So, you will focus on international flights?
We’ll do better for domestic [flights], but I think it is already well covered by Citilink and Lion Air. But we’ll still do some. We have to. The Jakarta-Denpasar route is very good and Jakarta-Surabaya is very strong. But look, we are never going to be as big as Citilink and Lion. So, you just focus on what you’re doing.
How do you describe AirAsia’s strategy in Indonesia for the next five years?
To continue being the No.1 international airline, we will surely develop more Bandung flights. More direct connectivity will bring more people from China, India, ASEAN, to your amazing country and to allow Indonesians to see more of the world. That would be my dream for the next five years.
Your Indonesian partners might not be willing to spend more to invest at that time. What is your next move?
Wait and see. Maybe we’ll get some new shareholders then. We like exploring ideas.
Is it true that you are preparing a consolidation between Indonesia AirAsia (IAA) and Indonesia AirAsia X (IAX)?
No, no, no. The existing regulation [which stipulates that an airline must have 10 aircraft] has created this vague situation. What we’re going to do is we’re going to bring down IAX to a charter airline, and IAA will remain as it is. We have to try to change the regulation. It’s a shame. IAX is flying to Australia and China, but we cannot fulfill 10 aircraft in one year. It’s impossible. The rule, the law, has a fault. Because buying 10 aircraft, 10 wide-body aircraft, will require a lot more money than buying turboprops. But the rule is the same, 10 aircraft. So we’ll downgrade, we’ll work with the government and hopefully we can change the rule.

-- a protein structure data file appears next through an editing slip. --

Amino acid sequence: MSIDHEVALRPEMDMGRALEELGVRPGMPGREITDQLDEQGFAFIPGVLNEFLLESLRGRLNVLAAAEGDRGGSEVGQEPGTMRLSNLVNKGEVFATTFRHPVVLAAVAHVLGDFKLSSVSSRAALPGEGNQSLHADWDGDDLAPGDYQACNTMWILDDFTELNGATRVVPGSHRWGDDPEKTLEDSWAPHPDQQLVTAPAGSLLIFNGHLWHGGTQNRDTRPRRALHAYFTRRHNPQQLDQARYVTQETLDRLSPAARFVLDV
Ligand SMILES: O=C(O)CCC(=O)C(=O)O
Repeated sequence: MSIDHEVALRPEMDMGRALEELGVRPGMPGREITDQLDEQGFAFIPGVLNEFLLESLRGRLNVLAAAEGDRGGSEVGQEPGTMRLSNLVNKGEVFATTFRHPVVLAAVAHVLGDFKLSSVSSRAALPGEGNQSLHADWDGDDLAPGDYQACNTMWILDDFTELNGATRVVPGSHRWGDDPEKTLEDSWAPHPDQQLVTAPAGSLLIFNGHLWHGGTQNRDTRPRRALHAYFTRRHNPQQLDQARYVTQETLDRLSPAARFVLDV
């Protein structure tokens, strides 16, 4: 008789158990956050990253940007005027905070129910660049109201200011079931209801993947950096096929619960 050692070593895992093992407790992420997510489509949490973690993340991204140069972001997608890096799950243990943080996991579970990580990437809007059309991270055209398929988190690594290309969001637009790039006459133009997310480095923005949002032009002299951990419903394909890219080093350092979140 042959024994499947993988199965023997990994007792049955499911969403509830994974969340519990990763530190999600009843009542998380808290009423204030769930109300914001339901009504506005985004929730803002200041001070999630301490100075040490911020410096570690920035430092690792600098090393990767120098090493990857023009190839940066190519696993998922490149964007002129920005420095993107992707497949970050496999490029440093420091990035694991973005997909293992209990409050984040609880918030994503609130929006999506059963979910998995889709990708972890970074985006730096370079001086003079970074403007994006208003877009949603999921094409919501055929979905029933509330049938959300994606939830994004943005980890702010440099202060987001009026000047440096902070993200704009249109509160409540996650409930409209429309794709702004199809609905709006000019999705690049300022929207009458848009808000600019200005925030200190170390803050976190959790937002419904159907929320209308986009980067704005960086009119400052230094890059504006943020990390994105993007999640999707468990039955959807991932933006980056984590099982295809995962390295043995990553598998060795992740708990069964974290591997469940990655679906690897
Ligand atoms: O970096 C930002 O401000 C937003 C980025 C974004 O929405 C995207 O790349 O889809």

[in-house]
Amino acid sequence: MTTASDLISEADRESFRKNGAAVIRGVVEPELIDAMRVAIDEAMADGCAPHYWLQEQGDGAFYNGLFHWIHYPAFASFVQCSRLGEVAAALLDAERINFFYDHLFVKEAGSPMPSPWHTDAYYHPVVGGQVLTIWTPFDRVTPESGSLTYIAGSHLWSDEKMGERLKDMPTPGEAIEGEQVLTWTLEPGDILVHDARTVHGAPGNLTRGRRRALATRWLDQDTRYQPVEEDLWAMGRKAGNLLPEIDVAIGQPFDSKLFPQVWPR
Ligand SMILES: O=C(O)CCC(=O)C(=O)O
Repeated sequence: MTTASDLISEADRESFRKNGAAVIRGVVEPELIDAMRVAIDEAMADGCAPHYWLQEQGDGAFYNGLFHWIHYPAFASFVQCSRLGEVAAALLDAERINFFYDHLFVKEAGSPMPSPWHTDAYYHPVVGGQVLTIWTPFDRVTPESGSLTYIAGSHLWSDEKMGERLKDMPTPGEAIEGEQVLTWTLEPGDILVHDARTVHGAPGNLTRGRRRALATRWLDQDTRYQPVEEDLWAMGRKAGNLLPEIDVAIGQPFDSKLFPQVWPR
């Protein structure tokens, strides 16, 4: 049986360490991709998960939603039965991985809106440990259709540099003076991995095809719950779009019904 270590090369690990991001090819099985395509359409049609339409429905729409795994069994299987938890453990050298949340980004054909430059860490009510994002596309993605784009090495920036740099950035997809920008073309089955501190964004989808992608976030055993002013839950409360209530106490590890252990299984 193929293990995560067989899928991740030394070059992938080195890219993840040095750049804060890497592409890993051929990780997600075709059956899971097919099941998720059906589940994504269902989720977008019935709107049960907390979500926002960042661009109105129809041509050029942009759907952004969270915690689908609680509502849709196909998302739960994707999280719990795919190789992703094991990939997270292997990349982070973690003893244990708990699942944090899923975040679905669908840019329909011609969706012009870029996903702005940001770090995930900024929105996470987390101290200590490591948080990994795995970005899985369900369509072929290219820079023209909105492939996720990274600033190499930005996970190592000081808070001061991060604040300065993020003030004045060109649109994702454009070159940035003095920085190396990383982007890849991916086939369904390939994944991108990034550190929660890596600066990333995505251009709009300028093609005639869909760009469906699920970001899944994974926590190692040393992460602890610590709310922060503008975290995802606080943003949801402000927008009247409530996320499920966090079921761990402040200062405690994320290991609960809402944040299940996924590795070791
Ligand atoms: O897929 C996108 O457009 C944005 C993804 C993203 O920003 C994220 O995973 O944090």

The government issued over 100 regulations last year, including in the aviation sector. What are the ones that hamper the sector’s growth?
I always talk to Transportation Minister [Ignasius] Jonan. We don’t always agree. But I think that fuel pricing is a regulation that should go. We’re talking. It came down from 40 percent to 30 percent. So I think it should go completely. I’m not the regulator. He’s listening. We need to bring more tourists to Indonesia. So my suggestions are driven toward reducing airport charges, reducing tax, on the ownership regulation, it’s all about creating more tourists.
What do you think about the recent launch of the Value Alliance (an alliance formed by low-cost carriers in the Asia-Pacific region)?
It’s a Mickey Mouse alliance. It’s confusing. Go buy a ticket for the Value airlines. Tell me the experience. I don’t even know how to buy one. I should never laugh at innovation. It’s always worth trying. But our philosophy is not in alliances. Can you imagine us and Lion Air and [Indonesia’s flag carrier] Garuda Indonesia working together? Nightmare! It’s hard enough getting Indonesian, Thai and Malaysian [airlines] to work together. Can you imagine the picture with Japanese, Taiwanese and Australian [airlines] on board? Forget it. It won’t work.